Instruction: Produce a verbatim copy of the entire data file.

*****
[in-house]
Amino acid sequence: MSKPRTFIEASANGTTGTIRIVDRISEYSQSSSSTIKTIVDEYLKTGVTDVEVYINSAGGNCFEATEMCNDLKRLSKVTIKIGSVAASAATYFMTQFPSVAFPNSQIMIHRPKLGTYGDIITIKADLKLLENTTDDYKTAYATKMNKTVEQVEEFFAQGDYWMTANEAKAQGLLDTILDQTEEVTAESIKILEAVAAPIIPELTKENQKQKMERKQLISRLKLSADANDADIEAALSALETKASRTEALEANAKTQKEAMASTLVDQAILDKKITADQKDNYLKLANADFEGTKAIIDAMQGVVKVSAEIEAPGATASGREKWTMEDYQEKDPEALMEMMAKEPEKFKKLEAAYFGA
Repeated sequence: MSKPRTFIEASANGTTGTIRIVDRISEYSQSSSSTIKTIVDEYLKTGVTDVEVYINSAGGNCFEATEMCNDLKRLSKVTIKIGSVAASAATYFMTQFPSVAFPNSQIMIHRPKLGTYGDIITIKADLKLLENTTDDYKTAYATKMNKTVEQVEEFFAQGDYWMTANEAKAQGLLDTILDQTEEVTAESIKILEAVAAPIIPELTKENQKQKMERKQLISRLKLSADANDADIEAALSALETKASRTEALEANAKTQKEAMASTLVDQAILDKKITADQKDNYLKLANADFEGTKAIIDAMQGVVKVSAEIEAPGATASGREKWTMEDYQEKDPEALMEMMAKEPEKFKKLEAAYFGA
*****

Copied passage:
[in-house]
Amino acid sequence: MSKPRTFIEASANGTTGTIRIVDRISEYSQSSSSTIKTIVDEYLKTGVTDVEVYINSAGGNCFEATEMCNDLKRLSKVTIKIGSVAASAATYFMTQFPSVAFPNSQIMIHRPKLGTYGDIITIKADLKLLENTTDDYKTAYATKMNKTVEQVEEFFAQGDYWMTANEAKAQGLLDTILDQTEEVTAESIKILEAVAAPIIPELTKENQKQKMERKQLISRLKLSADANDADIEAALSALETKASRTEALEANAKTQKEAMASTLVDQAILDKKITADQKDNYLKLANADFEGTKAIIDAMQGVVKVSAEIEAPGATASGREKWTMEDYQEKDPEALMEMMAKEPEKFKKLEAAYFGA
Repeated sequence: MSKPRTFIEASANGTTGTIRIVDRISEYSQSSSSTIKTIVDEYLKTGVTDVEVYINSAGGNCFEATEMCNDLKRLSKVTIKIGSVAASAATYFMTQFPSVAFPNSQIMIHRPKLGTYGDIITIKADLKLLENTTDDYKTAYATKMNKTVEQVEEFFAQGDYWMTANEAKAQGLLDTILDQTEEVTAESIKILEAVAAPIIPELTKENQKQKMERKQLISRLKLSADANDADIEAALSALETKASRTEALEANAKTQKEAMASTLVDQAILDKKITADQKDNYLKLANADFEGTKAIIDAMQGVVKVSAEIEAPGATASGREKWTMEDYQEKDPEALMEMMAKEPEKFKKLEAAYFGA